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Liars

They Threw Us All in a Trench and Stuck a Monument on Top

(Mute; US: 20 Aug 2002; UK: 19 Aug 2002)

Led by too much hype and too little talent, New York’s rock ‘n’ roll scene—the one that had been dead for a while—recently resurfaced just east of Manhattan, in the borough of Brooklyn. Features in magazines like Rolling Stone, Spin and even The New York Times hail Brooklyn, and specifically the faux-bohemian neighborhood known as Williamsburg, as the home base of a new wave of funky-punk-garage-noise-dance-music that takes its cues from the classics of both NYC and the UK—Television, Wire, Gang of Four, to list a few. And while I won’t name names, let it be known that in spite of all of the positive exposure these Brooklyn bands are receiving, most of them are either already past their prime or had nothing that could be labeled as such to begin with.


At least out of the mass grave of acclaimed Brooklyn bands there is one viable act: Liars. Their debut record They Threw Us All in a Trench and Stuck a Monument on Top was originally released in 2001 on Gern Blandsten, and it bull’s-eyes what a lot of these other acts seem to aim for blindfolded.


Punk. Rock. Dirty. Dance. Music.


It’s everything Brooklyn is supposed to be, packed into nine spit-in-your-face tunes. And since its initial release on Gern Blandsten, Mute Records—the label that’s housed Cabaret Voltaire, Buzzcocks, Can, etc.—has signed the band and is re-issuing their (re)visionary beginning.


They Threw Us All in a Trench and Stuck a Monument on Top is an ode to the dance rock bands of years past. Clanging guitar riffs, basslines that groove, and on-the-up-beat drums outline the old-style punk aesthetic, but with front man Angus Andrew belting out sexy moans, screeches, and muddied lyrics, the pubescent sound of punk rock’s youth is swept under their intricately woven rug of maturity. Add to the mix drum machines producing the now ubiquitous—but still fail-safe—clap sound that the worldwide electro revival has shown us how to love, and this record puts to shame the releases of many of Brooklyn’s false prophets.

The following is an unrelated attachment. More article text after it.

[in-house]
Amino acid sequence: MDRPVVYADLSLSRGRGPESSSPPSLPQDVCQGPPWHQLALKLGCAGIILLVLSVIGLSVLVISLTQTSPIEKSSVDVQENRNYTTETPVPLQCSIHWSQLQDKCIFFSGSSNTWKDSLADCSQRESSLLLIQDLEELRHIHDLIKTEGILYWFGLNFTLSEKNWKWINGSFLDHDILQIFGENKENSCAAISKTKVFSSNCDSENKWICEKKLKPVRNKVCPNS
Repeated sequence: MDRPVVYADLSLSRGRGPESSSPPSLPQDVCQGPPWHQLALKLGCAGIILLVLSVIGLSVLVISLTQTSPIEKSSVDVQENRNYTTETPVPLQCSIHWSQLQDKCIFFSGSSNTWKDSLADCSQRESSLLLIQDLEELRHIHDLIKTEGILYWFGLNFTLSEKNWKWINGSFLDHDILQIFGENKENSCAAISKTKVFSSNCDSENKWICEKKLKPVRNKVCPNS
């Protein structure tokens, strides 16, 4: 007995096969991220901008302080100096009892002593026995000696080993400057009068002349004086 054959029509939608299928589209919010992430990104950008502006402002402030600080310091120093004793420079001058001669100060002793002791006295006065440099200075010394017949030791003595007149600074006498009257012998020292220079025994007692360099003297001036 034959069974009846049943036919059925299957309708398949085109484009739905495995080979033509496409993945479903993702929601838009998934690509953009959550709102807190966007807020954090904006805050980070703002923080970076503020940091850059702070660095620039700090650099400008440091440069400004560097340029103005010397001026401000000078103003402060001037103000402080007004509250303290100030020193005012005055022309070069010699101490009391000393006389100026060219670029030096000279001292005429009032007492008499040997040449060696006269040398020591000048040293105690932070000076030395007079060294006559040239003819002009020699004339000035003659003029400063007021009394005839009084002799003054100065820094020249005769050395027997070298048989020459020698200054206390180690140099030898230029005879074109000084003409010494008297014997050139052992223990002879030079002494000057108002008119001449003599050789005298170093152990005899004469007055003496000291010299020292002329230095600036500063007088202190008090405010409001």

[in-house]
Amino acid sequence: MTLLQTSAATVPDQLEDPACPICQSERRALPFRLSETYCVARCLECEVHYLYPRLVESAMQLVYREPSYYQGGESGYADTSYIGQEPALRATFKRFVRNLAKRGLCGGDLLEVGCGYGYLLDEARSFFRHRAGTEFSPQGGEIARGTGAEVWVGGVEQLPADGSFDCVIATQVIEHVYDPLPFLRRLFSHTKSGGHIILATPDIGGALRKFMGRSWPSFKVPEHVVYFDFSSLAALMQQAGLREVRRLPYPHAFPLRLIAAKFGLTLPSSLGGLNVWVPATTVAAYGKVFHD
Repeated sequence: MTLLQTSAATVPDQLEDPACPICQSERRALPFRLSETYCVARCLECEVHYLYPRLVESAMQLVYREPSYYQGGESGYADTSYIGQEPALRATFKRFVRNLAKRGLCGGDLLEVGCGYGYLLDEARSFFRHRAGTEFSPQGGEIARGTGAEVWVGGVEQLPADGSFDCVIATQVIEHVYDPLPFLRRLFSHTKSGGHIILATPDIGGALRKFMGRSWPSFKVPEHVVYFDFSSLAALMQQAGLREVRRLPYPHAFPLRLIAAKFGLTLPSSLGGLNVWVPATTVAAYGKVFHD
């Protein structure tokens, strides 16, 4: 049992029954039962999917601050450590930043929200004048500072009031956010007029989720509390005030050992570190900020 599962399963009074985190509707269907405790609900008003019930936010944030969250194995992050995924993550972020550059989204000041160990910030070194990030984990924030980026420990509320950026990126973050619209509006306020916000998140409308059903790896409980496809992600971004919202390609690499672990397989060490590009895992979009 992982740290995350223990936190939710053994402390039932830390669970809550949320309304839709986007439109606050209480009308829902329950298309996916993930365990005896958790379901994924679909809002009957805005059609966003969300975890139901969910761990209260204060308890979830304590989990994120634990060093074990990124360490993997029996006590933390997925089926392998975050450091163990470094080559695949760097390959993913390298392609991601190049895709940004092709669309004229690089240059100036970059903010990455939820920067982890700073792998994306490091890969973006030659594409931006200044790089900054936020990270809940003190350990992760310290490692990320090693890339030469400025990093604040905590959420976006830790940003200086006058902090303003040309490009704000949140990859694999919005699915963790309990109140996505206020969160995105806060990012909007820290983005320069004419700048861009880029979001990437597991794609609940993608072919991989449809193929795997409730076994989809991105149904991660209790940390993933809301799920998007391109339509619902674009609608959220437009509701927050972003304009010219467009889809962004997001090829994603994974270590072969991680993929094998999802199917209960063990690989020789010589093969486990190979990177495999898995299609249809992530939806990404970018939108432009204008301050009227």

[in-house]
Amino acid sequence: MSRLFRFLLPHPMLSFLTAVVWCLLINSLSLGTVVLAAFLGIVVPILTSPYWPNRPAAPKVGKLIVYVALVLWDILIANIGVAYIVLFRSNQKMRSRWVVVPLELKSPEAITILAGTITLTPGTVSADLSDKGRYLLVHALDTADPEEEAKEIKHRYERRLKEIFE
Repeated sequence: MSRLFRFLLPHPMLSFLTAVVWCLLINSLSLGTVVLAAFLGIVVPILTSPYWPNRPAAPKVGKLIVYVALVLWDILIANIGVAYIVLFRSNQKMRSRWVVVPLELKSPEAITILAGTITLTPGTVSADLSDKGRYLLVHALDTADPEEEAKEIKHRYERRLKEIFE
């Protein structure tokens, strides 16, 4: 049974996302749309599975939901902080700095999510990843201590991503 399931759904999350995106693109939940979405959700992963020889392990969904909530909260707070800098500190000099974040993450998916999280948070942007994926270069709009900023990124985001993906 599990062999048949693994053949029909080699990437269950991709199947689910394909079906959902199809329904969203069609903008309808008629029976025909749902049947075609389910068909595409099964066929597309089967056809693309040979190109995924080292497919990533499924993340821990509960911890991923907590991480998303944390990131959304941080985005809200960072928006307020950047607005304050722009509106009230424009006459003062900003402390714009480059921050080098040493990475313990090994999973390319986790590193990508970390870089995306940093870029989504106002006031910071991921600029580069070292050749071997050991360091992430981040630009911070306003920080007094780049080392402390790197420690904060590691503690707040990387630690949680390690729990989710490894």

Take their song “Mr. your on fire Mr” (all grammatical errors seemingly intentional), for example. A Neo No Wave stop and go anthem, it’s complete with drum machine claps and even cowbells. With its deep groove and the vocal processing that makes Andrew’s voice squeal, zip, and whirl when he isn’t singing, “Mr. your” is the perfect dance track for 2002.


“Loose nuts on the Veladrome”, on the other hand, immediately pounds out of the speakers with a chunky one-note bassline and mashed up, screeching guitar chords that never letting up. Drums thud and crash one second, only to return to rhythmic stability the next, and at times when the whole track seems on the verge of falling to pieces it glues itself together and returns to a throbbing beat before it looses sight of its purpose.


So it looks like New York is back in the game and the boys of Liars are our all-star players. Mixing the grit that was The Stooges with the bounce that was Gang of Four, Liars and their debut release are everything that should be praised about Brooklyn’s music scene. With absurd lyrics—lines like “You can’t teach new tricks to blue jeans”—dark, but danceable music, and a live show that includes all of the fist shaking, foot stomping, and body twirling that makes rock ‘n’ roll infamous, They Threw Us All in a Trench and Stuck a Monument on Top has already been reserved a spot in history as a record that could easily define this generation of dance rock.

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